Second Lieutenant Smith H. Shumway

1st Infantry Division - 18th Infantry Regiment - B Company
Omaha Beach
On June 6, 1944, I was a 2nd Lieutenant and an infantry platoon leader in the First Army Division, 18th Regiment, Company B. My unit was assigned to land on Omaha Beach, in the section called "Easy Red", in the second wave. We rushed down the ramp of the LCI into water about knee deep and ran up to the beach to re-assemble there. There were dead bodies floating in the water and many on the beach. Some tanks had been hit by artillery. The confusion on the beach made it impossible for me to get my bearings. Death and wreckage were everywhere. German mortar shells were still hitting the beach. The noise from the planes, boats, artillery explosions and gunfire was almost unbearable. 
There was a red-headed fellow with a very white face looking up at me in a kneeling position on the beach. I stepped back from the sight, and was given a push by a man kneeling on the ground behind me. He yelled, "Do you want to get us both killed?" He was in the process of disarming a land mine. I gestured and muttered something about the red-headed fellow in front of me. The soldier exclaimed, "Don’t worry about him, he’s dead! Just watch where you put your feet." I then came out of my daze and was very alert to everything around me.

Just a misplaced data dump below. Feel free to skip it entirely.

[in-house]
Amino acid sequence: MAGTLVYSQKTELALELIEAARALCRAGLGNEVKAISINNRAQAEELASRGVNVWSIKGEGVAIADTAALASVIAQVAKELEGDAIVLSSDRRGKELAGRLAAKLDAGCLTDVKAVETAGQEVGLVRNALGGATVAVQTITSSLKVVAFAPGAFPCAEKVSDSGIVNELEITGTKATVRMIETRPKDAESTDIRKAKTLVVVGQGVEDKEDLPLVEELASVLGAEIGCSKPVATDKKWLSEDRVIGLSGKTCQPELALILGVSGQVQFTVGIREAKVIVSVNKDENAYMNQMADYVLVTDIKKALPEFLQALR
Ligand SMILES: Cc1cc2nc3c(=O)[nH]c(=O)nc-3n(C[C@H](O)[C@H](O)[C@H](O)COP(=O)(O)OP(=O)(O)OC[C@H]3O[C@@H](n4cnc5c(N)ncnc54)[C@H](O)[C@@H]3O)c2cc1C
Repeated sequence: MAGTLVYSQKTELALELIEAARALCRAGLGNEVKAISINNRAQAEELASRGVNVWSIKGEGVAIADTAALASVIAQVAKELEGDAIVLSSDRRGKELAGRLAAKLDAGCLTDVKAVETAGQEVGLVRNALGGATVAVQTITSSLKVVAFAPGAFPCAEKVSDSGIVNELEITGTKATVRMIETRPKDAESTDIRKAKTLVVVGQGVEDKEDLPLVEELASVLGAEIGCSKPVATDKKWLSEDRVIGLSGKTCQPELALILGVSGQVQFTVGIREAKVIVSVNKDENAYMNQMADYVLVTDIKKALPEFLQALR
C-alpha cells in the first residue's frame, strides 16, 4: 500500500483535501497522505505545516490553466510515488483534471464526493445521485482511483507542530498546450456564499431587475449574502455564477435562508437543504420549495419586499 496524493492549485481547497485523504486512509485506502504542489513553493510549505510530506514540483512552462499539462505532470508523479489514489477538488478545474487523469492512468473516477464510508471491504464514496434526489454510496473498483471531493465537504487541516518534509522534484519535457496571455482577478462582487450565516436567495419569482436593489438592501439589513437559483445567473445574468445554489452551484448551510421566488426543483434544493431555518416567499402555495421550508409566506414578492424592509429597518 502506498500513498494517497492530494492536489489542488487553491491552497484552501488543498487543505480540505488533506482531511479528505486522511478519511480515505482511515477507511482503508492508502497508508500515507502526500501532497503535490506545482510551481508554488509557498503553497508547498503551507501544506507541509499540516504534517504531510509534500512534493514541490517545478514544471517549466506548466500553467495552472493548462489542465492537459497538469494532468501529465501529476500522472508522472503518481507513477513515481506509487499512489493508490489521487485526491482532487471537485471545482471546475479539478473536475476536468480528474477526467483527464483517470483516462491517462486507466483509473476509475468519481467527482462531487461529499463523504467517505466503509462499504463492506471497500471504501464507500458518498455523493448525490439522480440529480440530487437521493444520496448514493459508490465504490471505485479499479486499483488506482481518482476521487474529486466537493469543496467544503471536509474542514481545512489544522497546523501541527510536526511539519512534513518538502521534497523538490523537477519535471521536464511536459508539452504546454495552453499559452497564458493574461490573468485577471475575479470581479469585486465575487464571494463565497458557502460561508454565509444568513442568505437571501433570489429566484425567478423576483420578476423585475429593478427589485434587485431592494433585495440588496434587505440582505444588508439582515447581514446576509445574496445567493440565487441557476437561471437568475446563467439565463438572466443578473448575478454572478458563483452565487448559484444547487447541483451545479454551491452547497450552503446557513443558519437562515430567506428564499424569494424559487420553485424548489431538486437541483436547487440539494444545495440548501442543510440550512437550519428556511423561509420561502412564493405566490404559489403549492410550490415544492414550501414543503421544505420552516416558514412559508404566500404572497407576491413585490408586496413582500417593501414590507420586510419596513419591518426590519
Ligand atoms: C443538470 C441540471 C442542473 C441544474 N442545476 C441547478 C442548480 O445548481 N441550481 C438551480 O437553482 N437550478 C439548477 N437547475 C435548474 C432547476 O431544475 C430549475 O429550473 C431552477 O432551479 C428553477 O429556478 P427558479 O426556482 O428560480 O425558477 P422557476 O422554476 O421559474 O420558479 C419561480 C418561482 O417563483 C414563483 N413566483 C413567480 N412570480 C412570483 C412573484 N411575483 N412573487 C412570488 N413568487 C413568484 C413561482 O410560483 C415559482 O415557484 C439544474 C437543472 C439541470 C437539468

We all lined up and started up the hill, one after another, following the soldiers that were removing the mines. There were explosions all around us but I couldn’t see anyone firing guns at us. There were uncovered land mines on both sides of the path so we knew we had to watch our step. It seemed to take a couple of hours to get up the hill.
Before we went over the top of the hill, I looked back and contemplated the scene before me. Hundreds of ships and boats were circling in the Channel. LCI’s and LST’s were landing men and tanks. With planes soaring overhead, big shells bursting on land and sea, and the beach littered with men and machines, I thought of the millions of dollars and thousands of lives being spent to wage war and the tragic cost and horror of it all. At the top of the hill we had to cross a mine field, after which we dug in for a counterattack, which never came.